I have a script that is part of an automated test suite. It runs very slowly on Windows but not on Linux and I have found out why. The process that we are testing ('frank') creates a child process (so a grandchild). The python code won't return until that grandchild process also ends (on Windows - doesn't do this on Linux). The grandchild process will kill itself off after 5 seconds if there is no parent (it hangs around in case another process talks to it)
I've found I can stop the communicate function from hanging in this way if I don't capture stdout. But I need stdout. I read somewhere that the communicate function is waiting for all pipes to be closed. I know that the stdout handle is duplicated for the grandchild but I can't change the code I'm testing.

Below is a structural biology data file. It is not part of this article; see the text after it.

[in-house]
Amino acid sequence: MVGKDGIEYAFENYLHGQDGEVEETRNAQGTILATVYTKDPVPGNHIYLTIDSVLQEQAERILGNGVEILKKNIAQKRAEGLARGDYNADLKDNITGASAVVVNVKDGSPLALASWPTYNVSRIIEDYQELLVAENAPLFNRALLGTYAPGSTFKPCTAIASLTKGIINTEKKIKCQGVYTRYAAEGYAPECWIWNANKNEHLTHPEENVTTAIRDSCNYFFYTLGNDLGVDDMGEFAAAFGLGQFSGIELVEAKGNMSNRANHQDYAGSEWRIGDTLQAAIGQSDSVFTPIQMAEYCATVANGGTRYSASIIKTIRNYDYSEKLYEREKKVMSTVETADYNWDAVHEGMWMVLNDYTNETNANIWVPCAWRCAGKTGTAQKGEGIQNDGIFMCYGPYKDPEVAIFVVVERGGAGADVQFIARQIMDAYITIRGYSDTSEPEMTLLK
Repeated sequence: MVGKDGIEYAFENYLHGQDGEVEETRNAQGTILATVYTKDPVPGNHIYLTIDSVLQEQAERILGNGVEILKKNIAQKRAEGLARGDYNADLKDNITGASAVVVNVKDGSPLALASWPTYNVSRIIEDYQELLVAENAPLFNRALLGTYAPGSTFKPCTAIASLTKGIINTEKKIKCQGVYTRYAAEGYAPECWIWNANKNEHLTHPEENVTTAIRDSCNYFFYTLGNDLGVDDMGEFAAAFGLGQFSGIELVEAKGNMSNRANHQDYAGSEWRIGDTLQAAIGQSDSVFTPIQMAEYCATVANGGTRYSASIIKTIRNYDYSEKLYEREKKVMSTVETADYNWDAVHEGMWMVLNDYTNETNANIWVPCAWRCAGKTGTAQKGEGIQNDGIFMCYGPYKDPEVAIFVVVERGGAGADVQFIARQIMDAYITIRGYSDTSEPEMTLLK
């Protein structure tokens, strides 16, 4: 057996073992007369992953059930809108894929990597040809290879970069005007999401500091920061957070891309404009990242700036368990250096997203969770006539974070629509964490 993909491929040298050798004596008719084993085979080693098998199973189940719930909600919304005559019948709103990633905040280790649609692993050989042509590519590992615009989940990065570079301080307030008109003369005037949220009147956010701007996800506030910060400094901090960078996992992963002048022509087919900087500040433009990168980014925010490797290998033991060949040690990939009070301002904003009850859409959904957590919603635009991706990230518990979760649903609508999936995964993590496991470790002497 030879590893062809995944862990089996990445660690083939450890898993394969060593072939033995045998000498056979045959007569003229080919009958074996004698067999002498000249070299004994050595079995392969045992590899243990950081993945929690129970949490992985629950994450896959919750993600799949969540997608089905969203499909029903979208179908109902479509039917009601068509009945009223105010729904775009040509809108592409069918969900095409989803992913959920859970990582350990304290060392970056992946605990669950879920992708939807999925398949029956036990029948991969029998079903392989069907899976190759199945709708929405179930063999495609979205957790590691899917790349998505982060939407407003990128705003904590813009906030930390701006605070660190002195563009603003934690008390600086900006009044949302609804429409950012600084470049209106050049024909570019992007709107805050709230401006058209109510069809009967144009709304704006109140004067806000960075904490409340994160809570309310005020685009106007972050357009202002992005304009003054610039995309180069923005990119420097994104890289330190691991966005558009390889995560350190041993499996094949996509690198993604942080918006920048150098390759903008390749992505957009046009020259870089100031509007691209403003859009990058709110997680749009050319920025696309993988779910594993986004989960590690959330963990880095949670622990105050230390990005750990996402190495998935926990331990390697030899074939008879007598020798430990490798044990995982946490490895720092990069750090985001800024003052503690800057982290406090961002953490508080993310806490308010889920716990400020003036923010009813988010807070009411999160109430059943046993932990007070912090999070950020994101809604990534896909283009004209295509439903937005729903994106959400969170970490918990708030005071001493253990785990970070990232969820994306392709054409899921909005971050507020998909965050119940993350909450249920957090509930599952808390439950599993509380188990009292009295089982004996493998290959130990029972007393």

I've been searching for a solution. I tried some creation flags (still in the code) but that didn't help.
This is the cut down test -
import os import sys import threading import subprocess def read_from_pipe(process): last_stdout = process.communicate() print (last_stdout) CREATE_NEW_PROCESS_GROUP = 0x00000200 DETACHED_PROCESS = 0x00000008 # start process command = 'frank my arguments' cwd = "C:\\dev\\ui_test\\frank_test\\workspace\\report183" p = subprocess.Popen(command, stdout=subprocess.PIPE, cwd=cwd) # run thread to read from output t = threading.Thread(target=read_from_pipe, args=[p]) t.start() t.join(30) print('finished')